Clinical Rheumatology

, Volume 28, Issue 2, pp 145–151

Haemoglobin levels are associated with bone mineral density in the elderly: a population-based study

Authors

    • Department of Gerontology and GeriatricsCatholic University of Medicine
  • Emanuele Marzetti
    • Biochemistry of Aging Laboratory, Department of Aging and Geriatrics, College of Medicine, Division of Biology of Aging, Institute on AgingUniversity of Florida
  • Francesco Pagano
    • Department of Gerontology and GeriatricsCatholic University of Medicine
  • Roberto Bernabei
    • Department of Gerontology and GeriatricsCatholic University of Medicine
  • Giuseppe Zuccalà
    • Department of Gerontology and GeriatricsCatholic University of Medicine
Original Article

DOI: 10.1007/s10067-008-0998-6

Cite this article as:
Laudisio, A., Marzetti, E., Pagano, F. et al. Clin Rheumatol (2009) 28: 145. doi:10.1007/s10067-008-0998-6

Abstract

Hypoxemia has been associated with low bone mineral density (BMD) in animal and human models. We assessed the association of haemoglobin levels with ultrasound-derived (UD) T score, Z score and the stiffness index in all 358 subjects aged 75+ living in Tuscania (Italy). Also, we searched for the haemoglobin cutoff levels that might best identify participants with osteoporosis. In the multivariable linear regression analysis, haemoglobin levels were associated among participants with the UD T score [β = 0.13; 95% confidence interval (CI) = 0.01–0.25; p = 0.030], Z score (β = 0.11; 95% CI = 0.01–0.22; p = 0.045) and stiffness index (β = 1.87; 95% CI = 0.51–3.21; p = 0.007) after adjusting for potential confounders. Haemoglobin levels <140 g/L in men and <130 g/L in women best predicted osteoporosis in linear discriminant analysis. Haemoglobin is independently associated with all UD-BMD parameters. Haemoglobin levels <140 g/L in men and 130 g/L in women might be adopted in clinical practice to identify older subjects in whom screening for osteoporosis might yield higher effectiveness.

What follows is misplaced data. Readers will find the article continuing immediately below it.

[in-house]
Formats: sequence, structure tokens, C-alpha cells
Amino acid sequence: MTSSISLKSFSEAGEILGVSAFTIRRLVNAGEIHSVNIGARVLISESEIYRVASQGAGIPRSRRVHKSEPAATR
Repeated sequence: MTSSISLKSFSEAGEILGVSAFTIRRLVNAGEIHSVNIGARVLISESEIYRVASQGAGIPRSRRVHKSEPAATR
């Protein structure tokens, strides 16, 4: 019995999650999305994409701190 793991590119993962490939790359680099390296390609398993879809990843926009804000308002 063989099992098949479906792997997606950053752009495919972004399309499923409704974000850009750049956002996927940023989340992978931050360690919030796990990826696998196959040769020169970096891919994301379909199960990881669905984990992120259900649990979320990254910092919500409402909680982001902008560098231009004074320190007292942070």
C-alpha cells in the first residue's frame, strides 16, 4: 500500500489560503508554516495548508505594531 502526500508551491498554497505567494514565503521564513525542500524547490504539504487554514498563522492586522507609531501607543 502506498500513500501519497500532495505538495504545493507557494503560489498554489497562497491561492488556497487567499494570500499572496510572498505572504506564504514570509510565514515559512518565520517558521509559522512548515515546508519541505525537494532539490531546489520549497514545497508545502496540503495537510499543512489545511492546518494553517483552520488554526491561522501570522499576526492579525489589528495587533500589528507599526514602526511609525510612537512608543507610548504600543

Keywords

ElderlyEpidemiologyHaemoglobinOsteoporosis

Copyright information

© Clinical Rheumatology 2008